In 1999, the imminent switchover in computerized dates prompted a worldwide scare as the new millennium approached.
The issue, experts argued, were dates stored in computer systems as two digits instead of the proper four, which meant the year 1999—stored simply as ’99’—would change to ’00’ with the new year. This would break a two-digit ascending date system that was used across various systems from banks to hospitals and, yes, even airline travel.
For months, programmers and database administrators worked tirelessly to check for and solve each potential problem, though no one knew exactly how everything would play out when the new year hit.
But when the clock struck midnight on January 1, 2000, only minor issues remained. While some had warned of catastrophic disruption to modern life as we knew it, for the most part, fears had been overblown, and Y2K was quickly forgotten.
From Y2K to British Airways and Brexit
Today, fears of a deal or no-deal Brexit have spurred another frenzy regarding airline travel—but many concerns seem similarly overblown. It’s unlikely that we’ll see mass cancellations or a worldwide lack of consumer confidence in international travel, whether on British Airways or any other UK or European airline.
And the public seems to agree, with no real change in bookings as the Brexit discussions have dragged on for the most part of 2019.
According to Willie Walsh, chief executive of British Airways parent International Airlines Group, they “don’t see any impact on bookings or the profile of bookings” and “are not seeing any evidence of the Brexit impact” on British Airways this year.
This echoed statements he made last October about Brexit and its impact on British Airways.
“[W]e continue to believe and strongly believe that the arrangements post Brexit will facilitate the continuing operation of the airline industry as we know it,” he added. “And we’re fully expecting a comprehensive agreement to be reached between the U.K. and the EU. If there isn’t, you’ve heard the language being used by both parties that they would expect a bare-bones agreement to apply, which I think will be sufficient for most.”
Walsh is right.
At the heart of the issue is anticipated deals that were negotiated in the run-up to Britain’s EU exit. Regardless of a deal or no-deal Brexit, these agreements mean that many of the EU-based arrangements that facilitate today’s UK-international travel already have reasonable replacements.
In March, the EU and UK agreed to a “basic connectivity” measure. This allows for “point-to-point” trips between the EU and UK member countries, keeping planes in the air and passengers moving for at least 12 months following a Brexit agreement.
Last November, a similar agreement between the UK and the US augmented the existing US-EU Air Transport Agreement that governs air travel between the European Union and the United States. This ensured the continuation of flights between the two countries in a post-Brexit world.
After all, it’s exactly these kinds of agreements that every country must negotiate with others to ensure safe and legal travel between their borders, and, EU or not, the UK is fully capable of developing and managing these agreements without going through the EU.
EU Ownership Rules and British Airways
Due to EU ownership rules, British Airways will have to make some ownership changes post-Brexit if they want to continue to be seen as an EU airline—and benefit from the freedom to fly passengers to, from, and between EU member nations.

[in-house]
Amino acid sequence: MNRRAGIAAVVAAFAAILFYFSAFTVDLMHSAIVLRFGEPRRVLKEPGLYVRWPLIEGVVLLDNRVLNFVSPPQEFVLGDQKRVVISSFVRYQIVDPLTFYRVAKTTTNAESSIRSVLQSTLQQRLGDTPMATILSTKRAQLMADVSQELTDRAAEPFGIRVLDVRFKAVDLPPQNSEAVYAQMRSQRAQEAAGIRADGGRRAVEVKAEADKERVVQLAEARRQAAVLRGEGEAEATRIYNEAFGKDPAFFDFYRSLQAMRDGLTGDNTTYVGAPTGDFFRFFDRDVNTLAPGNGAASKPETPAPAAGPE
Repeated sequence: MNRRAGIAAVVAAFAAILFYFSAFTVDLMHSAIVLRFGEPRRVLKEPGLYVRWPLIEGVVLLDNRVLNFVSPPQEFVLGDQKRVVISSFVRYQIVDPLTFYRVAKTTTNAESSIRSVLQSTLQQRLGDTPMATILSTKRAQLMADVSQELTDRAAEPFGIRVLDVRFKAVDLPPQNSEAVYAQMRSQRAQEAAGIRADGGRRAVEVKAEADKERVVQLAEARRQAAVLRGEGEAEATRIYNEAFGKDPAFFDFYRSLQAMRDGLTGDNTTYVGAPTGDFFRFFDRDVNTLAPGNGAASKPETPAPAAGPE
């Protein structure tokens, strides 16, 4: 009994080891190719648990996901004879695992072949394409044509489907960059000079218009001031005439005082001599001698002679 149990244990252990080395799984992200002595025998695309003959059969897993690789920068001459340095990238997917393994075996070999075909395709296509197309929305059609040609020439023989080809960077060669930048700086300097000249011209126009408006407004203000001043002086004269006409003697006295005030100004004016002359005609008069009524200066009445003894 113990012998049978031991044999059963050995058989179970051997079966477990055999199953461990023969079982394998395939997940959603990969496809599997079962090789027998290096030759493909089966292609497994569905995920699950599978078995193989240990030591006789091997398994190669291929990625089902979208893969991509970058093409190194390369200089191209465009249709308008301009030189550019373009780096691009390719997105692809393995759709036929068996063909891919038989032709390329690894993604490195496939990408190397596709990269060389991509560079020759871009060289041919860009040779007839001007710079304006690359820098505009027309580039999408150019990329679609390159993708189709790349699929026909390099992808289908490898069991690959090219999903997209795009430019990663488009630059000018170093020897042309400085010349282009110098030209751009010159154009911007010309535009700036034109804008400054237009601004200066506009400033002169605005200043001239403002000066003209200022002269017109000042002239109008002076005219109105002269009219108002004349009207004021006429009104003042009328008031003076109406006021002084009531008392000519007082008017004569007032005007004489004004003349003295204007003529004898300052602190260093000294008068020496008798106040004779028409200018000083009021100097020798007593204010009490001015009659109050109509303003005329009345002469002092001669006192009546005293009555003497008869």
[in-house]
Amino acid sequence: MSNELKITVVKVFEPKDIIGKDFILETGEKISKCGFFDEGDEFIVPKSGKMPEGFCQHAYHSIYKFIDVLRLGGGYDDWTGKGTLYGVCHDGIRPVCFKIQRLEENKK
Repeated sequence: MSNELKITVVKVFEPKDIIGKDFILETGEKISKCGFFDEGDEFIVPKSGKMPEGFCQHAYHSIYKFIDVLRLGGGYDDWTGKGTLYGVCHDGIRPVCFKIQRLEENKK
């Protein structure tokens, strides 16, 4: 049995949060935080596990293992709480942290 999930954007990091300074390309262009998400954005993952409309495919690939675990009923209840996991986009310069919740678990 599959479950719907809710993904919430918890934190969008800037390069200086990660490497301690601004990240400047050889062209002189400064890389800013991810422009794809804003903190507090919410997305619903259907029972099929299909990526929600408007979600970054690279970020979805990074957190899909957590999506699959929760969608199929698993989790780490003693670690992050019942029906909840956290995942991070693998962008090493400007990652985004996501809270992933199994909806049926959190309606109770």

British Airways parent IAG said in a statement earlier this year that they “are confident that we will comply with the EU and the UK ownership and control rules post-Brexit,” referring to ownership changes that may have to be made.
Either way, all the Brexit discussion doesn’t seem to have affected British Airways, which claims no impact from Brexit.
“From our point of view Brexit is not impacting the business,” the airline told the Financial Times in August.
In fact, through the first half of the year, profits rose for the airline conglomerate, beating analysts’ estimates.
EU261 and Brexit
Under EU261, passengers aboard flights (1) from the EU or (2) to the EU aboard an EU carrier are protected against significant delays, cancellations and instances of denied boarding in the case of overbooking or another issue. Depending on the delay, cancellation and flight distance, consumers may be eligible for flight cancellation compensation of up to €600 per person.
That said, it’s important to note that EU261 protects all passengers, regardless of nationality or affiliation, so British Airways passengers will still have recourse under EU261 if their flight departs any EU city. When flying into the EU, the law will only apply if British Airways reorganizes their ownership profile to adhere to EU rules post-Brexit, though such an ownership reorganization is to be expected according to IAG leadership.
From Your Friends at TravelRefund.com
At TravelRefund.com, we fight tirelessly on your behalf to get you the just compensation you deserve if a recent EU-based flight was cancelled, significantly delayed, or you were otherwise denied boarding.
According to EU law (EU261), you may be entitled to up to €600 for each leg of your trip, and possibly additional compensation if you needed to grab an extra meal, extend your hotel stay, or keep a rental car past the return date. If a delay caused you to miss work, you may also be entitled to lost wages and other compensation.
While you can try to reach out to the airline yourself, confusing protocols and protracted timelines means you’ll spend much of your time frustrated, which they hope means you’ll give up.
Don’t risk it. Let us take care of it all for you. The peace of mind of a team of professionals dedicated to your case is invaluable, and you won’t pay anything unless we win, and we’ll never ask you to pay any money out of pocket.
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